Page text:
A couple of years ago, I wrote a blog post about Reddit for this very site. Before it published, I was sure it was going to be my Best Post Ever. I cleared my morning to handle the massive influx of comments.
Netting just over 400 shares, it was – by CMI’s standards – a dud.
I’ve since learned that confessing my undying love of Reddit to non-redditors creeps people out. Reddit has a strange and even repellant interface, though its engineers are working on a friendlier site redesign now. And when Reddit makes the news, it’s usually a story about the site’s trolls or less attractive underbelly (such as when redditors harassed innocent bystanders after the Boston Marathon bombing, implying they might be the bomber based on appearance alone).
If you’re not currently using Reddit, I’m going to try to convince you to change your ways. But before I do, here’s a Reddit 101 for those of you not familiar with the site.
What is Reddit?
Reddit is a collection of thousands of subreddits, communities built around a particular topic or idea. Some subreddits (called “subs”) are massive in size and scope (r/technology), while others can be pretty arcane (r/overlanding).
If you have a hobby, there’s a subreddit for that. If you have a problem, there’s a subreddit to help you cope. And there are thousands of subreddits devoted to things you didn’t know you wanted to know about (but do!), such as r/accidentalrenaissance or r/AnimalsBeingJerks. Each subreddit has its own rules, moderators, and vibe based on the people who subscribe to it.
Each subreddit has its own rules, moderators, and vibe based on the people who subscribe. @clare_mcd #Reddit
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If you visit the site when you’re not signed in to a Reddit account, your “front page” will be a collection of popular posts from across the site – and that’s what usually turns new visitors off. As a little experiment, I took a peek at the top few posts on “popular” to see what a non-user would encounter when visiting Reddit for the first time (timestamp: 3:20 pm on 4/24/18). Let’s just say the editors of this blog would not allow me to post what I saw.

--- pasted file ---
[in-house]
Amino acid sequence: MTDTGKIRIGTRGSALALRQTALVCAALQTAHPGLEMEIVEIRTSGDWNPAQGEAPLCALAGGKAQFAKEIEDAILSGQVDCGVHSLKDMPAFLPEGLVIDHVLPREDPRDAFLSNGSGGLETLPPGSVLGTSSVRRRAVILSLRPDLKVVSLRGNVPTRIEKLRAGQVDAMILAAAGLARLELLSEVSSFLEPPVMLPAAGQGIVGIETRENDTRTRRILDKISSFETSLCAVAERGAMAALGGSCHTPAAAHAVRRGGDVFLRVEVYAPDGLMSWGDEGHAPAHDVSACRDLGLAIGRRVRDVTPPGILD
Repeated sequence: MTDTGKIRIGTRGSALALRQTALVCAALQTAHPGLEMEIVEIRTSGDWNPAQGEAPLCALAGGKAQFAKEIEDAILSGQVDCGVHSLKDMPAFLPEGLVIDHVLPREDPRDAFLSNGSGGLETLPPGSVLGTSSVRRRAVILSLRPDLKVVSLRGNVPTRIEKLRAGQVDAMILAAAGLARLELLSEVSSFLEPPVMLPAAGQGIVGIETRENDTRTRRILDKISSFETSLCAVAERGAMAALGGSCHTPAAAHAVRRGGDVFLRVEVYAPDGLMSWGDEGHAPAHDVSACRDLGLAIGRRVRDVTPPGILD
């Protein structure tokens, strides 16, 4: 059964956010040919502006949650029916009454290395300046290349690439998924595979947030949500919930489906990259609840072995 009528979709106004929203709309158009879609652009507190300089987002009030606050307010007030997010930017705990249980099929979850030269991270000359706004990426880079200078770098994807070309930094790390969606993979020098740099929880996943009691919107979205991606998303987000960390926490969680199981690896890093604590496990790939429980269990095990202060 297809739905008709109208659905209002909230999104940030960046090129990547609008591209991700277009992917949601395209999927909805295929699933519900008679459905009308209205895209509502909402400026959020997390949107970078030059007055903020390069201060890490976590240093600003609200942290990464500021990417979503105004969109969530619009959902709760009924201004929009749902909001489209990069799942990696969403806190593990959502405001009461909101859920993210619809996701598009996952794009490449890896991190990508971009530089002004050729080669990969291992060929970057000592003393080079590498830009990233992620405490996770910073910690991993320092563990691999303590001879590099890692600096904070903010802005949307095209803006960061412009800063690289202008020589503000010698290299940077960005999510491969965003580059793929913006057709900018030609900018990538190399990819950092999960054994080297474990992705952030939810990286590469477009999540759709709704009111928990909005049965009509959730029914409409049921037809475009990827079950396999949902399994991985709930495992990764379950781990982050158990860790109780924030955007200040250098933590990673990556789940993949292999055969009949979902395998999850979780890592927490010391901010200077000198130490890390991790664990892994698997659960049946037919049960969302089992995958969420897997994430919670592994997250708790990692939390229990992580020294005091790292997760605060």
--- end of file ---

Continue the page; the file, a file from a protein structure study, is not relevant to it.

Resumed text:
To understand why Reddit is awesome, you need to open an account. Without one, your view will default to what is interesting to the average user (my guess: a 20-year-old guy, living at home, eating Hot Pockets). Once you have an account, you can choose subs to join and customize what you see on your front page. That means fewer pictures from r/aww and r/BikiniBottomTwitter, and more posts from the communities you enjoy. Whenever I hear people say, “I don’t get it,” it’s because they haven’t joined subs that interest them.
To understand why @reddit is awesome, you need to open an account. @clare_mcd Read more>>
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Reddit for Marketing? Tempting …
We’ve gathered here, however, not to talk about Reddit in general but to explain Reddit for marketing. I find it fascinating that most content marketers don’t understand just how popular Reddit really is.
The numbers speak for themselves. A list of the top websites in the world, compiled by Alexa, shows Reddit comes in sixth, just behind Wikipedia. (Alexa’s rank is calculated using a combination of average daily visitors and pageviews over the trailing 3 months.) Even more amazing? Reddit’s average for daily time on site is more than 15 minutes, crushing the sites above it in the rankings, including Facebook and YouTube.
Of the top websites in the world, @reddit comes in 6th behind @Wikipedia via @AlexaInternet. Read more>>
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In the last 30 days, Reddit had nearly 60 million unique visitors from the U.S. alone, more than 1 billion visits, and over 8 billion pageviews. Holy cr@p; that’s a lot.
And Alexa confirms what I knew already from hanging around on Reddit: The audience skews young, male, and more educated than the average Internet user. (Individual subreddits differ significantly, of course.)
If Reddit’s audience is so massive and engaged, why don’t we hear marketers talking about it?
The #Reddit audience is massive, but it's hard for marketers to make inroads, says @clare_mcd. @AlexaInternet
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But it’s fraught with peril
So far, it’s been exceedingly hard for marketers to make any inroads on Reddit – and that’s good.